CCNS member Yvonne Höller received a € 309,125.25 FWF grant for her project “High-Frequency Oscillations in the High-Density EEG”.
Epilepsy is one of the most common serious chronic neurological conditions. It is accordingly worse that ~30% of patients do not respond to medication and continue to experience seizures. For these patients, surgical intervention is the most important treatment option with a realistic hope of seizure freedom. But a good outcome, which is achieved in 60-80% of patients, is heavily depending on the precision in defining the to-be-resected brain-region This region is known as the epileptogenic zone, because it is indispensable for generating seizures. Unfortunately, there is no method to directly measure and define this area. Therefore, assessment is based on mutually complementing diagnostic approaches. In the last decade, researchers all over the world focused their interest on the question whether high-frequency electric activity of the brain could be a more accurate indicator. But this activity is typically measured invasively, which bears considerable risks. In some studies, measurement of the high-frequency-activity on the scalp was done by use of the classical electroencephalogram, i.e. 21 electrodes placed all over the scalp. Given the small-scale genesis and local propagation of high-frequencies it is likely that use of this technique misses most of the occurrences of high-frequency activity.
Therefore, we will use high-density electroencephalographic recordings with 256 electrodes to detect high-frequency activity on the scalp. In addition, we want to refine and adapt currently available techniques for the automated detection of the activity of interest in the recorded data because visual detection is highly subjective and far too time-consuming for clinical practice. Moreover, the available algorithms for automated detection were developed for invasively recorded data. They need to be adapted to the characteristics of data from the scalp EEG, which suffers from a comparably low signal-to-noise ratio.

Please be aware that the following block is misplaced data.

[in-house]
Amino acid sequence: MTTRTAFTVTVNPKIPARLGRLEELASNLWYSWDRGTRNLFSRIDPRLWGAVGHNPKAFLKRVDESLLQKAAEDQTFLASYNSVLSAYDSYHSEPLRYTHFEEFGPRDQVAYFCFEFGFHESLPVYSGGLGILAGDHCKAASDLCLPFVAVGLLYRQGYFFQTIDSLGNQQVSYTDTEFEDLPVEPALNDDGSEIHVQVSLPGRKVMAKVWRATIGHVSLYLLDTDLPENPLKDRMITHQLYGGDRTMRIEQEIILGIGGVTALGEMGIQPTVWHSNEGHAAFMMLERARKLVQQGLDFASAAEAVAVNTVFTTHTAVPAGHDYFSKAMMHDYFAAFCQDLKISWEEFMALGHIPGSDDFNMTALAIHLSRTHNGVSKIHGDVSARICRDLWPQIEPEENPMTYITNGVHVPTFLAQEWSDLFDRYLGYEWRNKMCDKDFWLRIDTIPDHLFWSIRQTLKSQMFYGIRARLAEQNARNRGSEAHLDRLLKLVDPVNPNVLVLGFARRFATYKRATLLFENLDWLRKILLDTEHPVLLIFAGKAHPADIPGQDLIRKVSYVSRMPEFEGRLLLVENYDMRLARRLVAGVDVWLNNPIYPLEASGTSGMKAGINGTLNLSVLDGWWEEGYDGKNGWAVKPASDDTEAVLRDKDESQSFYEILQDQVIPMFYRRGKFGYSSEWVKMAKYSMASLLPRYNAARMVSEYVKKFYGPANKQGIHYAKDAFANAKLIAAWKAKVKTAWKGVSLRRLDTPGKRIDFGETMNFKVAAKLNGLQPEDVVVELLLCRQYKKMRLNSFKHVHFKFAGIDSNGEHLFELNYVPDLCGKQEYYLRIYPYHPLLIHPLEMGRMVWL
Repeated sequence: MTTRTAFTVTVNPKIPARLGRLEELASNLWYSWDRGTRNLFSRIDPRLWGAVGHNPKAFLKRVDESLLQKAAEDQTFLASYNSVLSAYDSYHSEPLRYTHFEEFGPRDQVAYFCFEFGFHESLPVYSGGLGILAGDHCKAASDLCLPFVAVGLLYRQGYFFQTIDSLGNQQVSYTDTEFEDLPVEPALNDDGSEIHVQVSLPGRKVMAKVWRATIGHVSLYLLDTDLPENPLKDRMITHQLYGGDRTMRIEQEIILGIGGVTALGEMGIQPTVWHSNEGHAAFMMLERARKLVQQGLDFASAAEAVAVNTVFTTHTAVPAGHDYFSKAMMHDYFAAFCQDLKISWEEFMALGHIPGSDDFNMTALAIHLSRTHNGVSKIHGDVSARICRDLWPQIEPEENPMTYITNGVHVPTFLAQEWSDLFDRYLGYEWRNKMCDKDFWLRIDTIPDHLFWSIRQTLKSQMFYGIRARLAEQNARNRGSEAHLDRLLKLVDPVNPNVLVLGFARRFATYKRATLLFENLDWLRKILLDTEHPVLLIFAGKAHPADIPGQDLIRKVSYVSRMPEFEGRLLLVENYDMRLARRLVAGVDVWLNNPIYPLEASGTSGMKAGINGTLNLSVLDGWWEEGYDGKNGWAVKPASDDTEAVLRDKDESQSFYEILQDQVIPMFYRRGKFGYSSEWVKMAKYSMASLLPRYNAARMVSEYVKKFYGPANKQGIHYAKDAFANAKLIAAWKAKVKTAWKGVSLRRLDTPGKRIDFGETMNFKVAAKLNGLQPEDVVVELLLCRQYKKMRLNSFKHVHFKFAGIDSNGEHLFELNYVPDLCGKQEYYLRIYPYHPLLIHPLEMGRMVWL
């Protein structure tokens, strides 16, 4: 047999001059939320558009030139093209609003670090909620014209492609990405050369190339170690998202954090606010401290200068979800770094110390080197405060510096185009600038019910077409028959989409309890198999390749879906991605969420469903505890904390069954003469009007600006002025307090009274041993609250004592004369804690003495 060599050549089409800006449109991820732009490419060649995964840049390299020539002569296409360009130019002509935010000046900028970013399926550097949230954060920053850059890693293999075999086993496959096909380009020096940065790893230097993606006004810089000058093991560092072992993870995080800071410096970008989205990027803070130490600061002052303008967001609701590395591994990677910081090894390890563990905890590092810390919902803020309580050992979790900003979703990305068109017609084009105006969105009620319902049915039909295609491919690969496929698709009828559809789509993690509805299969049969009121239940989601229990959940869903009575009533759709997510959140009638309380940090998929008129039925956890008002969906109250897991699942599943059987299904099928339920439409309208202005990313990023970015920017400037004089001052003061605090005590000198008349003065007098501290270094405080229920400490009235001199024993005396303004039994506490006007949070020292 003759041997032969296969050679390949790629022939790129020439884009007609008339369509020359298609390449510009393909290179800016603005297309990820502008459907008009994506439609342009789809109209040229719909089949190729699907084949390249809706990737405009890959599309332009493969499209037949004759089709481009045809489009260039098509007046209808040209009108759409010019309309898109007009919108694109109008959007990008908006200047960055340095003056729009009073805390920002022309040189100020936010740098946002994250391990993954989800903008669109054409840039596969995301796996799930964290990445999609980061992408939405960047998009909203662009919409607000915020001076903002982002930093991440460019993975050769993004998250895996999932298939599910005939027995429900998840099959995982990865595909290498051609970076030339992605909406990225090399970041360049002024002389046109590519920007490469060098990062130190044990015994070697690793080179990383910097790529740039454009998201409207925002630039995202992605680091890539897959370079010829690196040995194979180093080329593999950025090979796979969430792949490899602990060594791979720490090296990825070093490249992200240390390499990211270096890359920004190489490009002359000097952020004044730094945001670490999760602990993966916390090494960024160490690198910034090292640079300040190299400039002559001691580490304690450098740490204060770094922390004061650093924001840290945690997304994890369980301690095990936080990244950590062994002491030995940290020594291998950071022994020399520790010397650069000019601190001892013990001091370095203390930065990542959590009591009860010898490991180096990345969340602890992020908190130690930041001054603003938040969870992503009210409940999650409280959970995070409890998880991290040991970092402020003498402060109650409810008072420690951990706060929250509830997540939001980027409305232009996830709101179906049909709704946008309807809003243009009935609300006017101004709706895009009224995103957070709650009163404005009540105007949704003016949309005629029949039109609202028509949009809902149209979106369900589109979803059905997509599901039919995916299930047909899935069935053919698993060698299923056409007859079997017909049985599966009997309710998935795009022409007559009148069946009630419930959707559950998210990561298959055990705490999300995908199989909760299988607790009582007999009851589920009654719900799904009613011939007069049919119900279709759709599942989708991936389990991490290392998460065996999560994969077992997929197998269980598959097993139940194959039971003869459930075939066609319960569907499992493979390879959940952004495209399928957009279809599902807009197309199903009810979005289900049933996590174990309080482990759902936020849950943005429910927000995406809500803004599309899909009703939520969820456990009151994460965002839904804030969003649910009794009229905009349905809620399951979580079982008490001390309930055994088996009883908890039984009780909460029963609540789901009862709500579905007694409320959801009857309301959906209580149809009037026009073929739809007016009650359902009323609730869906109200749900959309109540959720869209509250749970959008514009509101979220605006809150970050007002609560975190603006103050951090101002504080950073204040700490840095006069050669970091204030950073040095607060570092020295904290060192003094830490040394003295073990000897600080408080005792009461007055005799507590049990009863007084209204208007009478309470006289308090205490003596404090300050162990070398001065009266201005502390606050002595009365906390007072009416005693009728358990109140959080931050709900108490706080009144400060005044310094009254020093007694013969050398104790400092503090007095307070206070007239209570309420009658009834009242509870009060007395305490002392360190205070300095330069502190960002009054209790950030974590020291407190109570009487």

Finally, pathological high frequency oscillations can easily be confounded by physiological high frequency oscillations. The only workaround so far has been to not consider high frequency oscillations from brain regions which are known to generate physiological activity in this frequency range, such as the regions being involved in memory consolidation, visual perception, or movement control. In order to better discriminate physiological from pathological HFOs, we plan to stimulate these areas with activation tasks (vision, movement, and memory). We want to find out whether the physiological subtype of high frequency oscillations reacts to this stimulation whereas the pathological does not.
We hypothesize that the evaluation of high-frequency activity recorded with high-density technology on the scalp by automated detection can predict a favourable outcome better than low-density recordings and visual detection. On the long range, high-density scalp recordings could help to decide on where to position invasive electrodes before surgery. Finally, our vision is that one day scalp recordings could at least partly replace the risk-bearing invasive recordings.